NEIGHBORHOOD NOTES | North Minneapolis Hmong students save school bus transportation to Hopkins


This past week, about 80 North Minneapolis Hmong students boarded school buses to start their new school year in Hopkins and Wayzata schools.

For most students, getting on school buses is a routine ritual repeated year after year.

But these students were able to board their school buses only after spending hours and hours at the state capitol and winning a major legislative victory.

A state program called Choice Is Yours provides the support for the bus transportation enabling the Hmong students to attend Hopkins and Wayzata schools.

With all the budget chopping going on at the state capitol, The students knew their school bus rides could be at risk.

Hopkins and Wayzata Hmong students went went in two waves to the state capitol to try to save their school bus rides.

Wayzata Hmong students talk with senate majority leader Amy Koch and deputy majority leader Goeff Michel

The Hmong students faced long odds: when they got to the capitol the senate education committee had already voted to cut the transportation money for 2012. The house education committee had voted to keep the funding.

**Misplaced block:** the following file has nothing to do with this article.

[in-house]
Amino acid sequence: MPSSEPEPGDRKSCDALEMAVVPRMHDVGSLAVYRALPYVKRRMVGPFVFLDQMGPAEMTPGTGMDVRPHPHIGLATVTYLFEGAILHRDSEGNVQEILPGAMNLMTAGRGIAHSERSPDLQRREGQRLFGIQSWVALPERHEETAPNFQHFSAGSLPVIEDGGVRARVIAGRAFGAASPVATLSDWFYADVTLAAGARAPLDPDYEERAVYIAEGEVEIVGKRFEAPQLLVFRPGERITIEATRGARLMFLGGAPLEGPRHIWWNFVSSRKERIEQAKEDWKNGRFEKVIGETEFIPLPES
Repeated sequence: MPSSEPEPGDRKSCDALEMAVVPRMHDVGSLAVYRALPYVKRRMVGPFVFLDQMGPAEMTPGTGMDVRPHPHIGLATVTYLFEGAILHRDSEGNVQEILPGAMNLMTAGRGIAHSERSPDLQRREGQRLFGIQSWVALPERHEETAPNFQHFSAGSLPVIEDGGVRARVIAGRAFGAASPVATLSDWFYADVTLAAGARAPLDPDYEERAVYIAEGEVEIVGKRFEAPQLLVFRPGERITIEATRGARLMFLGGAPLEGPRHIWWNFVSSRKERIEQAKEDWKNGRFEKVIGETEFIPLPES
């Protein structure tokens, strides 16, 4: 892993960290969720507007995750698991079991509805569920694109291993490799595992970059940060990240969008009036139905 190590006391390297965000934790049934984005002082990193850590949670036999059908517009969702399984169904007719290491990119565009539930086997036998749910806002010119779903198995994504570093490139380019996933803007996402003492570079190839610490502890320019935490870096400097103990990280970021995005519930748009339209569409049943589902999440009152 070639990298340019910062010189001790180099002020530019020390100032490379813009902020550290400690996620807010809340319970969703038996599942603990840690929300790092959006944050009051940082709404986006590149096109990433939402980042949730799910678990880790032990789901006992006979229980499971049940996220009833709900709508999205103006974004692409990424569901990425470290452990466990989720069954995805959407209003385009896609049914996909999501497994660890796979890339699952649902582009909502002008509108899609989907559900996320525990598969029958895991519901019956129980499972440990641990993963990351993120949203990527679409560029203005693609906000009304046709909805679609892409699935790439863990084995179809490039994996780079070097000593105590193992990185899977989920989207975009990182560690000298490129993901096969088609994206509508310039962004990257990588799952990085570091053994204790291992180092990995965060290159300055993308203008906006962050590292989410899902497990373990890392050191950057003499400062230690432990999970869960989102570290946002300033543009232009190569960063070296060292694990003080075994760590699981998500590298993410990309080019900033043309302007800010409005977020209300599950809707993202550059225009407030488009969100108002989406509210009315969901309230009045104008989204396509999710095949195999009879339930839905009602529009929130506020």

Even though most of these students came to America in 2005 and were still learning English, they had to convince the senate Republicans to reverse their vote, and get other legislators to support them.

Senator Michael Jungbauer high-fives Hopkins Hmong students

They spent hours trudging up and down the capitol stairs, chasing down one legislator after another, both Republican and Democrat.

Finally, one Hmong Wayzata student announced he desperately had to go to the men’s room.

As the door to the men’s room squeaked shut, the next door over flew open, and out poured the entire House Democratic Caucus.

Wayzata Hmong students catch entire House Democratic Caucus

Fanning themselves out like bears at a salmon run, The Hmong Wayzata students buttonholed dozens of legislators in five minutes.

Over two weeks, the Hmong students talked with scores of legislators. Ultimately the Hmong student’s effort paid off: the Senate Republicans reversed their vote, the Choice Is Yours bus transportation funding was incorporated into the joint house/senate education bill, and the bill was signed by governor Dayton.

The budget contained a lot of pain for a lot of people. But by speaking up, these students were able to safeguard their educational futures.

Senator Pam Wolf greets Wayzata Hmong students

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